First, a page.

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  1. #1
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    Question Unanswered: Running script on fiscal date or calendar date, whichever is later

    I am working on creating a new report that has to get its date from several different tables. Some of these tables update at the beginning of the fiscal month, others at the beginning of the calendar month (). My goal is to develop a stored proc that will run once a month, get all the data from the various sources, and insert into a history table. An SSRS report will generate off of the data in this history table so users can see a running history of the data. I am having trouble creating a way to determine this though. Fiscal months always start on a Sunday. We have a calendar table that translates each date into the fiscal day, fiscal month, etc. Changing the legacy scripts to run on fiscal instead of calendar is not an option.

    Idea 1:
    Wrap the script in an IF statement that will determine the date of last day of the previous calendar month, and the date of the last day of the previous fiscal month, and if current date is greater than both of those, then run the script. But this runs into issues because the current date could be in a different calendar month than fiscal month causing the idea of "previous month" to be incongruent.

    Idea 2:
    Find the current day of year, then if this is greater than last day of the previous fiscal and calendar months, run script. Issue this this is in january, fiscal day might be 2 but calendar day might be 364, so it will never run.

    An other ideas?

  2. #2
    Join Date
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    Please define precisely what you mean by a business month. In other words if I wanted to print a century worth of your business months, how would my algorithm determine the beginning and end of each of your fiscal months?

    This is actually crucially important to answering your question. I don't know how to help you without understanding the definition of your "fiscal calendar".

    -PatP
    In theory, theory and practice are identical. In practice, theory and practice are unrelated.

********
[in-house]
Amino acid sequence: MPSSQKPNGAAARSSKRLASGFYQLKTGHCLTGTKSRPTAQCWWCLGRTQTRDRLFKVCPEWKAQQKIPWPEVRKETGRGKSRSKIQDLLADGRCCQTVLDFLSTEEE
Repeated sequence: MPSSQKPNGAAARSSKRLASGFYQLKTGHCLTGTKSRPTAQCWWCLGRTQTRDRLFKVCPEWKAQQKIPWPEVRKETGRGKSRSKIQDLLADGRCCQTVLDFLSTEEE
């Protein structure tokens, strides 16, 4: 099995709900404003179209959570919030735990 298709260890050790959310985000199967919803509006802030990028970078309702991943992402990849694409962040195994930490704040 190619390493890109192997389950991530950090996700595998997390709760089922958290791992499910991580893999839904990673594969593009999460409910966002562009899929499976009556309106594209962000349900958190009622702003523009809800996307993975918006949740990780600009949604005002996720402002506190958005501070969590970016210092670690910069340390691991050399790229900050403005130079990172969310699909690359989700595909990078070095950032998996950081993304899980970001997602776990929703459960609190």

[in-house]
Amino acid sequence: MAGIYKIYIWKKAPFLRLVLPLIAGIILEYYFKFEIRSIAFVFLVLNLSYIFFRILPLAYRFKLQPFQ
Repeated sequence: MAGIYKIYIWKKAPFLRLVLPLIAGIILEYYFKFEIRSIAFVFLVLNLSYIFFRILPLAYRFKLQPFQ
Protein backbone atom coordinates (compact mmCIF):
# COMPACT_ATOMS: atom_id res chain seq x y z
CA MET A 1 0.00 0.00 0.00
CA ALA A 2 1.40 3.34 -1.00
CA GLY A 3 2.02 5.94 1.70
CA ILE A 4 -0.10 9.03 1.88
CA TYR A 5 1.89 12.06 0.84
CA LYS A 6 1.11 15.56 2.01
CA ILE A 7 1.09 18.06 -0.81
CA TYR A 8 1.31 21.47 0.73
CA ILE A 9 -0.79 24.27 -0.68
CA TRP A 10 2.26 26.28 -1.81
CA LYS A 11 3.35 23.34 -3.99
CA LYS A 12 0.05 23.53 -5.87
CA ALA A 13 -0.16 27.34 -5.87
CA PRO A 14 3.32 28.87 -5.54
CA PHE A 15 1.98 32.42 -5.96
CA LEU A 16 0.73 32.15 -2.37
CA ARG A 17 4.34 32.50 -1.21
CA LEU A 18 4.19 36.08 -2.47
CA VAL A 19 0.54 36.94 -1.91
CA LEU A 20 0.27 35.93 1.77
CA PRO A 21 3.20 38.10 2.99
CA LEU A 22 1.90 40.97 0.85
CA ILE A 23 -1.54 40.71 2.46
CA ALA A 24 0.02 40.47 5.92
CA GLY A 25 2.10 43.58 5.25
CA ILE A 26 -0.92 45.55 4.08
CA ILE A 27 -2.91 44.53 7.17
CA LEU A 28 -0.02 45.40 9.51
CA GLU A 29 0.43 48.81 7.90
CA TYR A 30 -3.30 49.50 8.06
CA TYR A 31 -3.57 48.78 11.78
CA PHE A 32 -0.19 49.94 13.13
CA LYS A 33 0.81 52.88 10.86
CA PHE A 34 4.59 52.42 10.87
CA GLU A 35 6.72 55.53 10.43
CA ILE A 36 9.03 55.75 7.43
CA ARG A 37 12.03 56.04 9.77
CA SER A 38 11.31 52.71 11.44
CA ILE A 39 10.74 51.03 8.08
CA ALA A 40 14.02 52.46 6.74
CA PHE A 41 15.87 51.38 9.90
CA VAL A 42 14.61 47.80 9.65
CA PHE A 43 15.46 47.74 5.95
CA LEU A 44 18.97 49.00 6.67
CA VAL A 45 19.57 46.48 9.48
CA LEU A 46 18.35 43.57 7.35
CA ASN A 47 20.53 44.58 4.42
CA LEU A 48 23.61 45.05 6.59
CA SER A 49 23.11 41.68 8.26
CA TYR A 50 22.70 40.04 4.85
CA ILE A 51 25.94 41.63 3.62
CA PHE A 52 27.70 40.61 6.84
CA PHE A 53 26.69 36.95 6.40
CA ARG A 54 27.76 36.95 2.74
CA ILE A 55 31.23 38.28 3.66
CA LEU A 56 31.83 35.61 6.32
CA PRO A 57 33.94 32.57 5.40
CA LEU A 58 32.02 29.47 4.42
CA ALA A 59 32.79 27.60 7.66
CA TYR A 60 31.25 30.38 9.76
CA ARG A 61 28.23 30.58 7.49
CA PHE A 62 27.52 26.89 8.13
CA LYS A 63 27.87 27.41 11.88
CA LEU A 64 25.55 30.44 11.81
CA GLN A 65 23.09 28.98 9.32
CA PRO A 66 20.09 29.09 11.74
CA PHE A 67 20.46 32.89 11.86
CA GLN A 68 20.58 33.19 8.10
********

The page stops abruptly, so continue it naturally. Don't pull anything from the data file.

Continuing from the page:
3. #3
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    As a side note, if your calendar is arbitrary there is a simple brute force answer.

    Modify your calendar table to include columns for each day showing four additional columns: the previous calendar month, previous calendar year, previous fiscal month, previous fiscal year. This would allow you to process data with complete flexibility including making the current fiscal month also be the previous fiscal month. This is quite ugly, but I've seen this done when there were different numbers of months in the calendar year versus the fiscal year. One example was an Israeli company that used the Hebrew calendar with thirteen months for its calendar year, and the Gregorian calendar with twelve months for its fiscal year.

    -PatP
    In theory, theory and practice are identical. In practice, theory and practice are unrelated.

  4. #4
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    Quote Originally Posted by Pat Phelan View Post
    Please define precisely what you mean by a business month. In other words if I wanted to print a century worth of your business months, how would my algorithm determine the beginning and end of each of your fiscal months?

    -PatP
    The calendar table is at the date level. Each record contains (among other things) the date (aka FiscalDt), FiscalDayKey (unique identifier, int) FiscalMth, FiscalYr, FiscalYrMth, FiscalDay (day of the current fiscal year, 1-365), and FiscalMthEnd (which is "Y" on the last day of the fiscal month, null otherwise).

    Normally to find the beginning and end of a fiscal month, I would do the following:
    Code:
    SELECT fiscalyrmth,min(fiscaldt) AS MonthStart, max(FiscalDt) MonthEnd
    FROM PRODDW.dbo.VWDFiscalDay
    GROUP BY fiscalyrmth

  5. #5
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    How would I get the information about each of your calendar and fiscal months for a 400 year period (one full Gregorian cycle)?

    -PatP
    In theory, theory and practice are identical. In practice, theory and practice are unrelated.

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